Unconditional Love Inc. is a Safe and Private Place to Receive Testing and Counseling for HIV/AIDS
The HIV/AIDS public health clinic at Unconditional Love Inc. is funded by government grants to specifically serve heterosexual adults, men who have sex with men and/or those who identify as transgender, and their partners.
1. Are HIV and AIDS the same thing?
No. HIV is a virus, while AIDS is a stage of advanced infection. Specifically, HIV, or the human immunodeficiency virus, is an infectious virus that gradually breaks down a person’s immune system, leaving the body less able to defend itself against viruses, bacteria, fungi, and parasites.
AIDS, or acquired immunodeficiency syndrome, is the stage of the disease when the immune system is weakened by the loss of CD4 cells (also called T-helper or T-4 cells) — white blood cells that help fend off harmful pathogens in the body.
AIDS is diagnosed when a person has a CD4 count of less than 200 (meaning less than 200 cells per cubic millimeter of blood) or has at least one of 27 AIDS-defining conditions outlined by the Centers for Disease Control and Prevention (CDC), such as recurrent pneumonia and some lymphomas.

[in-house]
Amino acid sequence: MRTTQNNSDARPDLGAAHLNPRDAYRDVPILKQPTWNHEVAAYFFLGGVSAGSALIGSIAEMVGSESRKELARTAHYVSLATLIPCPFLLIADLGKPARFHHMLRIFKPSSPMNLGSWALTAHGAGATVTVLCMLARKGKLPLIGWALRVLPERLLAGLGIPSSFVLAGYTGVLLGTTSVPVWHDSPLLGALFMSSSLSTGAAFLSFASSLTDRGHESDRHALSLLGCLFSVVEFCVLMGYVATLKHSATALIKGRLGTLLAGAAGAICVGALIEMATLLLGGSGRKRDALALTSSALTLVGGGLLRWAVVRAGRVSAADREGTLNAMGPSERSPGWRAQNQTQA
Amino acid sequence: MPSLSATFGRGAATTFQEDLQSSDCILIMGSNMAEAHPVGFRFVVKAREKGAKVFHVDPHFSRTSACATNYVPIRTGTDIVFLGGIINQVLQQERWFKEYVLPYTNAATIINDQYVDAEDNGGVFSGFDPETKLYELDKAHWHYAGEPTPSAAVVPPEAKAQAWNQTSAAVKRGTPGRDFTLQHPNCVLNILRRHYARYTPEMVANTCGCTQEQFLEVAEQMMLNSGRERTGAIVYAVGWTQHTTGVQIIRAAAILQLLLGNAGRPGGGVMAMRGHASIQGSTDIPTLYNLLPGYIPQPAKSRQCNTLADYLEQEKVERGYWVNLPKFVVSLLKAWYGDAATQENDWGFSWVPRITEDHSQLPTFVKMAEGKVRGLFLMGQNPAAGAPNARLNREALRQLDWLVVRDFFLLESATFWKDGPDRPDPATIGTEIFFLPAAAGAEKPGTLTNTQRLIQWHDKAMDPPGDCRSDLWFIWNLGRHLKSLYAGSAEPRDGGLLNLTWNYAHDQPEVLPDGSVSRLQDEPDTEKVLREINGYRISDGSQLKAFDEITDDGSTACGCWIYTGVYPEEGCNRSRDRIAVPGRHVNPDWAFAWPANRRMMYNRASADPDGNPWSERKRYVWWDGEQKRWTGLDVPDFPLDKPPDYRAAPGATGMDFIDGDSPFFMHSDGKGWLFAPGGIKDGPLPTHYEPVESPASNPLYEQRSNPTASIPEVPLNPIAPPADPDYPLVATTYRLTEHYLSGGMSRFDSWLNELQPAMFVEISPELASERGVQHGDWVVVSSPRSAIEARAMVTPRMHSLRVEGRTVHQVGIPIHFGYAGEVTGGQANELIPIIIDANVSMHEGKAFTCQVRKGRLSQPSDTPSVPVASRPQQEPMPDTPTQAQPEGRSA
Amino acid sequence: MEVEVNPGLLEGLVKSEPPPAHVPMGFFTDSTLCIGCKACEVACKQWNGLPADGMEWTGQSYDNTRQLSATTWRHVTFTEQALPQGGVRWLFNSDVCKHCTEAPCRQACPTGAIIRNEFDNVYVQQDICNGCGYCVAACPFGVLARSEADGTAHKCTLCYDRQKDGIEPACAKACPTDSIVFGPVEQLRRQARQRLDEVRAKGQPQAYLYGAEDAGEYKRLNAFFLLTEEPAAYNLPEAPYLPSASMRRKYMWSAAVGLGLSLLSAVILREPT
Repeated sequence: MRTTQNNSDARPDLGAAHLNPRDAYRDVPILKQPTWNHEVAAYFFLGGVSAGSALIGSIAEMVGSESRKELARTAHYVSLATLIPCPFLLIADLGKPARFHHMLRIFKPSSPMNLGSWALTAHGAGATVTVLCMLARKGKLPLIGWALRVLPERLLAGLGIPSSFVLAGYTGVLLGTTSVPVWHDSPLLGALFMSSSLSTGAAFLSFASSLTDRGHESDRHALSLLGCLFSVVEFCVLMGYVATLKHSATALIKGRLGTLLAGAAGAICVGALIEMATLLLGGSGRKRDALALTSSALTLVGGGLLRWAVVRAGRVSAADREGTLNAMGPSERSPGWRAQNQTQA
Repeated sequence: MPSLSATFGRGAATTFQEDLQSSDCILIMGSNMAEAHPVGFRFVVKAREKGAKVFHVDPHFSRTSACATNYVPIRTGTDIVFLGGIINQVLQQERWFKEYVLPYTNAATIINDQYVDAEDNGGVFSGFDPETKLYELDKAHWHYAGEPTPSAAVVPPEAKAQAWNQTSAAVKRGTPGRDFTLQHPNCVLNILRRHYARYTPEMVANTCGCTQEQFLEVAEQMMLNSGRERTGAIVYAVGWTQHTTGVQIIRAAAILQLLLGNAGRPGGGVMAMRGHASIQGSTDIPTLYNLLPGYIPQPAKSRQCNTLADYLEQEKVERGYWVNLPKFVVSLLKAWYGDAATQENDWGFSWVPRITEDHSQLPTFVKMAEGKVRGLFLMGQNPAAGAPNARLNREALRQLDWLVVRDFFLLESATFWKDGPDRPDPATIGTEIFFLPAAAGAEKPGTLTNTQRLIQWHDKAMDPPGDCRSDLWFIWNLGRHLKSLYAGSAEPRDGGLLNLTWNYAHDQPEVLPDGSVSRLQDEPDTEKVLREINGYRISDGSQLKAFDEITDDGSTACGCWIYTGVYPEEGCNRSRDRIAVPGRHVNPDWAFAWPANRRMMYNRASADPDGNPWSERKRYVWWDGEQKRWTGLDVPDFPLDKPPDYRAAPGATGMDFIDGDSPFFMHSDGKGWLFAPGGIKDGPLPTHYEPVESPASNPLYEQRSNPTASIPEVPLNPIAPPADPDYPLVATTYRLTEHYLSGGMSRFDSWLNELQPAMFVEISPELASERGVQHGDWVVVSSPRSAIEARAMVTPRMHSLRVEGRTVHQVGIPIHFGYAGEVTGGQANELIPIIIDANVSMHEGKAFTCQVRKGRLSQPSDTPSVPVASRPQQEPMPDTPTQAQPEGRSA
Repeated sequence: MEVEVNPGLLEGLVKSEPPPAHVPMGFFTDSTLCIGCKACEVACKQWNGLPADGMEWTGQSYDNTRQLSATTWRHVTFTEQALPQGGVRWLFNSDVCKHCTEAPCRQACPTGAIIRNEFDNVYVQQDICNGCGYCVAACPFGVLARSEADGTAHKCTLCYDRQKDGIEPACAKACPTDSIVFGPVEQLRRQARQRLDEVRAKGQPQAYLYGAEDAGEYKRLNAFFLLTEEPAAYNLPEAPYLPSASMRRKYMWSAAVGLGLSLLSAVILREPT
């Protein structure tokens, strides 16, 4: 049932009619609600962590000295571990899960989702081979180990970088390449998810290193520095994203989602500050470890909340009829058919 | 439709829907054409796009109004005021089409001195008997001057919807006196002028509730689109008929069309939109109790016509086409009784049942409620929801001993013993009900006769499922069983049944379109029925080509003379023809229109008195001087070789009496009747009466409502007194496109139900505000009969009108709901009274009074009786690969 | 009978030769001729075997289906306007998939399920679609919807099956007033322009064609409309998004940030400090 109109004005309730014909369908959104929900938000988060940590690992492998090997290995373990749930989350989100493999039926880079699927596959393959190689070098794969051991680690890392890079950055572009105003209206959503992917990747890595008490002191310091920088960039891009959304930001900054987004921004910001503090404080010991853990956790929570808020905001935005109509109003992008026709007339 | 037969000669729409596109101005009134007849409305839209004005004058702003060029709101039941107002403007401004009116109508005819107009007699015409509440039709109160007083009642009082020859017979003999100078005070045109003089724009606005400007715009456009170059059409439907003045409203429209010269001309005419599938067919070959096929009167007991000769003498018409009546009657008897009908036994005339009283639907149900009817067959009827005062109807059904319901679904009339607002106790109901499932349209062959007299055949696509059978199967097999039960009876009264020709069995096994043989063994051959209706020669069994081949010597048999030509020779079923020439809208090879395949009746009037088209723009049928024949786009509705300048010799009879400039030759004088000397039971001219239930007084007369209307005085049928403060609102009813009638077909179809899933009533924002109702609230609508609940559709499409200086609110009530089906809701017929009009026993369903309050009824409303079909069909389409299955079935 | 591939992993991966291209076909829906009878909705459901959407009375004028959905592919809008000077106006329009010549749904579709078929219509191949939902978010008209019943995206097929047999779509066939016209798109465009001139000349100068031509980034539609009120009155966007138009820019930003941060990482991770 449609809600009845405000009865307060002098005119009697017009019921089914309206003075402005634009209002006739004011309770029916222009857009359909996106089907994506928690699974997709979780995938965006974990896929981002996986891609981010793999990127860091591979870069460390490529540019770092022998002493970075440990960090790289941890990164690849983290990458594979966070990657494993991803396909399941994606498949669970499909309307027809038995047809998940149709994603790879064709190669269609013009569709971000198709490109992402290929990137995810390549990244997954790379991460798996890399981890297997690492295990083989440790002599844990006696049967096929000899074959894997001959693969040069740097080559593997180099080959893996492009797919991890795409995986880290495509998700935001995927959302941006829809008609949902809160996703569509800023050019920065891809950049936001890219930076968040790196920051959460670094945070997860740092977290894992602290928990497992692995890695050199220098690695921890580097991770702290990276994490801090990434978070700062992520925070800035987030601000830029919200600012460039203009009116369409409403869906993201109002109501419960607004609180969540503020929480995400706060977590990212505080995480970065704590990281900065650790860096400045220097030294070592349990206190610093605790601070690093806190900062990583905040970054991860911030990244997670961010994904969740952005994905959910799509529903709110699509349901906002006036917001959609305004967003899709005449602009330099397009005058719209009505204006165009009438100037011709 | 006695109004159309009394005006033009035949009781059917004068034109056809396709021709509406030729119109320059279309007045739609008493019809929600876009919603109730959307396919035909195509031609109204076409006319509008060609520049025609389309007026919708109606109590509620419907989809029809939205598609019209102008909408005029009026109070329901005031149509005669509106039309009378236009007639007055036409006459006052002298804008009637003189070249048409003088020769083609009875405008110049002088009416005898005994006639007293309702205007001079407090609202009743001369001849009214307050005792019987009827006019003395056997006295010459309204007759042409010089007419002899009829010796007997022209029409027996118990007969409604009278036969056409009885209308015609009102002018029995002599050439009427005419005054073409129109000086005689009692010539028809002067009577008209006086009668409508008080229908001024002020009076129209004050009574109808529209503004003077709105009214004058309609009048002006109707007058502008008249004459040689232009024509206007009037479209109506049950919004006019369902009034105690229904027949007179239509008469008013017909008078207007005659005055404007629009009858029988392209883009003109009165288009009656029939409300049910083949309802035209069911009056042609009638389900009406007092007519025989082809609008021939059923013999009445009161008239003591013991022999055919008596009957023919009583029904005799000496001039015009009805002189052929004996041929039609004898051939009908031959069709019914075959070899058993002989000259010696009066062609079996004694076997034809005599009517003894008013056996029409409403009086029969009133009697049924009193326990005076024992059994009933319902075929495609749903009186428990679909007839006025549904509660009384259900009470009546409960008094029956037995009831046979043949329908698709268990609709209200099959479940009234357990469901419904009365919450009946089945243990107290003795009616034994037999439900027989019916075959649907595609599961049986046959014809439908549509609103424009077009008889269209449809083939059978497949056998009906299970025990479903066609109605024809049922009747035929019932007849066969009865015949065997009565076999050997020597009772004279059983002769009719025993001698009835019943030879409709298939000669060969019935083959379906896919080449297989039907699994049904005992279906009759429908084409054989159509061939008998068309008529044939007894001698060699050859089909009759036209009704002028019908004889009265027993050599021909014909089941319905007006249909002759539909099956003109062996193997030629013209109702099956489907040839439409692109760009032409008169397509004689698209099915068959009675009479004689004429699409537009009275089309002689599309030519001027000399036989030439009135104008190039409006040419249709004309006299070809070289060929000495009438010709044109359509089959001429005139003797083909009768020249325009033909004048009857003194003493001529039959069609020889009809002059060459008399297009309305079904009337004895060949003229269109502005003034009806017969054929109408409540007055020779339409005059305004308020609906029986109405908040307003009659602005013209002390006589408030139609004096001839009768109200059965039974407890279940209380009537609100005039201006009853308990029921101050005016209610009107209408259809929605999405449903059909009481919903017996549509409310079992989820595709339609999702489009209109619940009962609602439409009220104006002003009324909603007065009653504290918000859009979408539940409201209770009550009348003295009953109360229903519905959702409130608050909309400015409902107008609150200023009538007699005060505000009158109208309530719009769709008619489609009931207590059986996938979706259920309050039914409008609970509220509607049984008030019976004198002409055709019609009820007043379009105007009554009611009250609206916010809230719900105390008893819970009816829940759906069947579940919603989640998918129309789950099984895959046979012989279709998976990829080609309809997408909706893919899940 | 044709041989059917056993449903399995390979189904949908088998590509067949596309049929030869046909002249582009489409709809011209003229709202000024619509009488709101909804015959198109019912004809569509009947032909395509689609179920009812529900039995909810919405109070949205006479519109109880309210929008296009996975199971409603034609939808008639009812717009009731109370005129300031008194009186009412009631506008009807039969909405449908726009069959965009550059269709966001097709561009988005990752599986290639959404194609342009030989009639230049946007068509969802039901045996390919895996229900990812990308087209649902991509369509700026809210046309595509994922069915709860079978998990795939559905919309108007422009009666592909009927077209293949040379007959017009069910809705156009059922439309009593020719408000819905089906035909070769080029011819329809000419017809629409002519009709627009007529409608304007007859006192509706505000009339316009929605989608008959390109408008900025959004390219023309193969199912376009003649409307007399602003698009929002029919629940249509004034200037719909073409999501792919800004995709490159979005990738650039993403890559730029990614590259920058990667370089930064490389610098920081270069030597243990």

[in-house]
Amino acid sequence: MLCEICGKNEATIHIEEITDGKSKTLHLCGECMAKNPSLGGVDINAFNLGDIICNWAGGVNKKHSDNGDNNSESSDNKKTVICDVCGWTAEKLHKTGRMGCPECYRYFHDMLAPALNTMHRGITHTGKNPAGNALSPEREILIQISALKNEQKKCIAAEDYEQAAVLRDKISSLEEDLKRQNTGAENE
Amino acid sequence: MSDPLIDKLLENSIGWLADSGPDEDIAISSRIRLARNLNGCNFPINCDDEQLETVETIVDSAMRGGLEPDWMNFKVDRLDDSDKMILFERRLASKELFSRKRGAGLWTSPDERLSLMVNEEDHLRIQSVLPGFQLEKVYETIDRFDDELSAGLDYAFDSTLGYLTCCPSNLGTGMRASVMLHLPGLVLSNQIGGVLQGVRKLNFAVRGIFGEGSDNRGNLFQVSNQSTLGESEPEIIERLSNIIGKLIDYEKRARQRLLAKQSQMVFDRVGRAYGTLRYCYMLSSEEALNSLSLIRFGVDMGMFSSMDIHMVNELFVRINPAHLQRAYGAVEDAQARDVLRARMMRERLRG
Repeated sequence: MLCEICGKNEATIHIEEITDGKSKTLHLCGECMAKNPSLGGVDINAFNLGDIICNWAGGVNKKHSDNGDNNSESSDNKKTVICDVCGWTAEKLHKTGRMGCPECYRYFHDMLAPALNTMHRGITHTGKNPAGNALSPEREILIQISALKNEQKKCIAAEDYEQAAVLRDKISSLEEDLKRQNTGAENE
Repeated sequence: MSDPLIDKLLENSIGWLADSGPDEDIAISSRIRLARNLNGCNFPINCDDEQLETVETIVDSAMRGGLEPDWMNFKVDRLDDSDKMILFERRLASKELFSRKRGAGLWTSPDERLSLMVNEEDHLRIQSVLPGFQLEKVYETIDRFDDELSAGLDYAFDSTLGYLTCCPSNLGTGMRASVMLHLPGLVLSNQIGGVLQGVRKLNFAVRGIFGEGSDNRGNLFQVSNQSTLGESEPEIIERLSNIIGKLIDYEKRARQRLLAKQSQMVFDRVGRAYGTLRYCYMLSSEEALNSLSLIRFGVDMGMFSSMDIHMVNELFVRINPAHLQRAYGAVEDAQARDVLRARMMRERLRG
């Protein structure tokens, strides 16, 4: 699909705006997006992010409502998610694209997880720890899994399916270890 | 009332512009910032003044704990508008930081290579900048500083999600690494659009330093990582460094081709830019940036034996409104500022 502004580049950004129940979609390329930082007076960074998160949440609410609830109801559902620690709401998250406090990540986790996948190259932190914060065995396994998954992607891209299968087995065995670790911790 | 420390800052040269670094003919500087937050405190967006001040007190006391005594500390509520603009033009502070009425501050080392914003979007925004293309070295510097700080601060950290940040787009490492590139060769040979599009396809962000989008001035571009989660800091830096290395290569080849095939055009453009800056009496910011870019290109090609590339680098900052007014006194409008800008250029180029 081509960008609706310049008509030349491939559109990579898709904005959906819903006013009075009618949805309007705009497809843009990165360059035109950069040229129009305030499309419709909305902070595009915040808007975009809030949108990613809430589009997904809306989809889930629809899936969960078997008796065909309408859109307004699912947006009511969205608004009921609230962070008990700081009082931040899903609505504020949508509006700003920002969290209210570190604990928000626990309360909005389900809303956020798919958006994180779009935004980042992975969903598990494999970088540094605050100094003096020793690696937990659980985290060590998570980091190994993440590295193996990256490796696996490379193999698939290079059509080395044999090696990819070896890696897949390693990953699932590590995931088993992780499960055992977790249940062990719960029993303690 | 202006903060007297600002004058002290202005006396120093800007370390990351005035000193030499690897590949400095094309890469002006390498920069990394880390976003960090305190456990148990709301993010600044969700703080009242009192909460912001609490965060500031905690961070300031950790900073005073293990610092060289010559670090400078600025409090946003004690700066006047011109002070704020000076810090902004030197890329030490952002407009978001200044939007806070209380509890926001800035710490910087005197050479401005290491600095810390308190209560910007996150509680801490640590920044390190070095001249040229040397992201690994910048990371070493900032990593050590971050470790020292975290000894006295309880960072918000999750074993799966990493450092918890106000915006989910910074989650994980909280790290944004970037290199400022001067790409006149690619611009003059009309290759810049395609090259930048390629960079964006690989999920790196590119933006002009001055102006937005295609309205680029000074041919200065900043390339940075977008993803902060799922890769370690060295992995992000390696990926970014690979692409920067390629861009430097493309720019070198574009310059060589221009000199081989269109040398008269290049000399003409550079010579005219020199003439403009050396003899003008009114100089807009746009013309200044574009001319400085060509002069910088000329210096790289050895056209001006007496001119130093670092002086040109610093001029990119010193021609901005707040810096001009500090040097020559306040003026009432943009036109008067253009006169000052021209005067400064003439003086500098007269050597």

2. Which Activities Are Most Likely to Transmit HIV?
Here is the estimated probability of acquiring HIV from an infected source, per exposure act, according to the CDC:
- Receptive anal sex: 1 in 72
- Shared injection drug use: 1 in 159
- Insertive anal sex: 1 in 909
- Receptive penile-vaginal sex: 1 in 1,250
- Insertive penile-vaginal sex: 1 in 2,500
3. How Long Can I Wait Before Starting Treatment?
Ideally, you shouldn’t wait at all. In the past, doctors would delay treatment until a person’s CD4 count fell below 500 — largely because of concerns about the long-term effects of HIV treatment and the premature development of a drug-resistant virus — but that’s no longer the case.